Tuesday, February 4, 2014

[Article] Using SwiftKey "app" on the iPhone 5S


Apple doesn't let you replace the default keyboard on iOS devices. That is a big bummer. While the keyboard's auto correction has improved in the last few iterations of the OS, there are still ways to improve the accuracy and typing speed of these virtual keyboards. The issue with stock iOS virtual keyboard is that there is no feedback from the keys. You are just hitting different places of the screen. But I'm sure, with time you can improve on your typing even with the default keyboard - as I have.

When I bought my first touch screen device, the Samsung Omnia i900 running Windows Mobile 6.0, I had trouble typing quickly. Well, I've never been good with the keyboards on my old phones either. Maybe that was because I didn't have a girlfriend to frequently send SMS to. With the Omnia, there was haptic feedback to give you some kind of feedback when typing. But it wasn't good. I felt the keyboard was laggy with it enabled so I always disabled it.

That was when I watched a video on Swype, a new keyboard that worked by swiping on top of the keys, instead of hitting them. You didn't have to swipe perfectly on top of the letters nor had to be very accurate with the order of the letters. It was truly "intelligent". You could insert new words by going them in. Luckily, there was a compatible port for the Omnia. Not an official one though. I installed it and was impressed with it. Very impressed!!!

But I got rid of the Omnia before I came to Japan and switched the iPhone. IPhone 3GS was my first iPhone. Then the iPhone 4S and now the iPhone 5S. So I had been using the stock iPhone keyboard since 2010. But if you could Jailbreak your iPhone, there is a version of Swype (but it's just a mockup and not very functional) on Cydia store.

But Android, being open source and less restrictive than iOS, has seen many 3rd party keyboards including Swype. One of them is SwiftKey. It is not a gesture based keyboard like Swype though. It's strong point is predictability. It can learn from the user's typing behavior and can predict the next possible words. While iOS doesn't allow you to completely replace the stock keyboard, people who make SwiftKey have managed to release a note taking app called SwiftKey Note where you can use the SwiftKey keyboard instead of the stock iOS keyboard.


Click here to view SwiftKey Note on Apple Appstore.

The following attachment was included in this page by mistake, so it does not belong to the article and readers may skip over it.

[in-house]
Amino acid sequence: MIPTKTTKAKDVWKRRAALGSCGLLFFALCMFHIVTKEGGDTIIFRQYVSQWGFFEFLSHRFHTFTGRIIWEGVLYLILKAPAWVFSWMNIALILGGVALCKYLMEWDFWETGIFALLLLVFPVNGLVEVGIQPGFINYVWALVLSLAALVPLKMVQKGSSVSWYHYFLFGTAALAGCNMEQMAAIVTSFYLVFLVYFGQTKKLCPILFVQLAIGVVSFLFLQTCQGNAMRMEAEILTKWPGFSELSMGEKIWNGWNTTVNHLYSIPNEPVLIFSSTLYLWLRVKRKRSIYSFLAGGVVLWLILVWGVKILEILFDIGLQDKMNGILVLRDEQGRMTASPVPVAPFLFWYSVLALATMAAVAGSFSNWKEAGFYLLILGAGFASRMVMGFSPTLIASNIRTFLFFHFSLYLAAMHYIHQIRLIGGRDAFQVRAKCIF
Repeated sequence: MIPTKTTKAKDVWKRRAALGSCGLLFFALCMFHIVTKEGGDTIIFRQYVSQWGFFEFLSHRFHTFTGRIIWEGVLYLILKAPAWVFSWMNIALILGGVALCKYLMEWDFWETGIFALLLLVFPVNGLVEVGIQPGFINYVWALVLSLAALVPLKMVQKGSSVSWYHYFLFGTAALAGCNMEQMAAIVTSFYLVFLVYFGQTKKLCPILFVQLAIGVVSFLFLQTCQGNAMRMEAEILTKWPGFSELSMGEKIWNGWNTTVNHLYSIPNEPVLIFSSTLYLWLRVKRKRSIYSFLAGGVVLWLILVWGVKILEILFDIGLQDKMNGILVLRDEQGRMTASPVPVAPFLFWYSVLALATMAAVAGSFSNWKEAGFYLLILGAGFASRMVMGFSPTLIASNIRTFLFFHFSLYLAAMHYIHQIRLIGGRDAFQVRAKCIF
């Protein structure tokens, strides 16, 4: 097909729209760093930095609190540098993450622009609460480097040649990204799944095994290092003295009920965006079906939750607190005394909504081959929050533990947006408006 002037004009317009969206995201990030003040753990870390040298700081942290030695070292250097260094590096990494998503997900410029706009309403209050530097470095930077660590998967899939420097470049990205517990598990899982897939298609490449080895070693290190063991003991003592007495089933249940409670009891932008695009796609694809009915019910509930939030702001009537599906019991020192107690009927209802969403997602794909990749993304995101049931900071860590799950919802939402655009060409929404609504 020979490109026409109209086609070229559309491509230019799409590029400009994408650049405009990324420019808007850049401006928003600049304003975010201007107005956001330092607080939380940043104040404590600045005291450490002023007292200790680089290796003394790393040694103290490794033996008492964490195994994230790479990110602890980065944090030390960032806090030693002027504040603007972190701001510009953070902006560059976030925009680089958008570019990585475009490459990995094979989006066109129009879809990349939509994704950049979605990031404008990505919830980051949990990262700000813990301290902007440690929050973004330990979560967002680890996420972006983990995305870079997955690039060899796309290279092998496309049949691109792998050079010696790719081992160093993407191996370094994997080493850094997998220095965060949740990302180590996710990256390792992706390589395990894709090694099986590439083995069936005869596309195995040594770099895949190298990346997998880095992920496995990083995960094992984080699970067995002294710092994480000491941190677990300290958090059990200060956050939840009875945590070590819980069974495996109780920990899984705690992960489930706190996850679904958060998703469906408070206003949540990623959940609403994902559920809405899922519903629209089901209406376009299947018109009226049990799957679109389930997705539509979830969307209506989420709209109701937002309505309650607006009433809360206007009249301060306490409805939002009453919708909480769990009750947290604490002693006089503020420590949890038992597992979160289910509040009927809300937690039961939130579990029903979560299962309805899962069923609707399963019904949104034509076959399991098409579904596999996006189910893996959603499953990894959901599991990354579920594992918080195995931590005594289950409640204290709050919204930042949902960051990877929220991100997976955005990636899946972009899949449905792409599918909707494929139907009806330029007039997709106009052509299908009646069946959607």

I'm actually typing this blog post using it. Of course I will have to type it in their app and copy the text to the Blogger app once I'm done. The problem with SwiftKey is that if you want to use a predicted word, you have to move your fingers to the top edge of the keyboard. I don't really like that idea. However, auto correct functionality seems to work properly - sometimes even better than the stock keyboard's.

But the biggest deal breaker for me is the responsiveness. Even on the iPhone 5S, which is pretty fast in everything else, it's unbearably slow to respond to key inputs - especially when erasing text. Actually, it was quite responsive at the beginning of this note but now it has gotten to so laggy that I feel like giving up and going to the trusty stock keyboard. The stock keyboard never demonstrates such behavior.

One of the advantages of SwiftKey is though that you can type more than two words without splitting them with spaces and it will correctly enter the spaces where necessary but the stock keyboard losses it when I type more than two words. For example, "thisisatext" will automatically corrected as "this is a text" in SwiftKey but not on the stock keyboard.

But on the other hand, SwiftKey won't make changes to a word that it already entered in, depending on the next word. The stock keyboard can correct a word that its auto correction missed or is grammatically incorrect. If I recall correctly, that feature was added in iOS 7. I cannot think of an example right now but when I find one I will update this.

Basically, I don't know if you really need a 3rd party keyboard on iOS 7 in “this” (i.e. laggy) state. The stock keyboard is pretty good. It's not slow. It's functional. It's simple. It remembers the custom words that I type in. It also has seen many under the hood changes. I don't know if it performs better because it actually is better or because I am used to typing with this keyboard. But to be honest, I don't really need a new keyboard on the iPhone. Well, I say that now but if I switch to the stock keyboard and miss something that SwiftKey provided, I will let you know.

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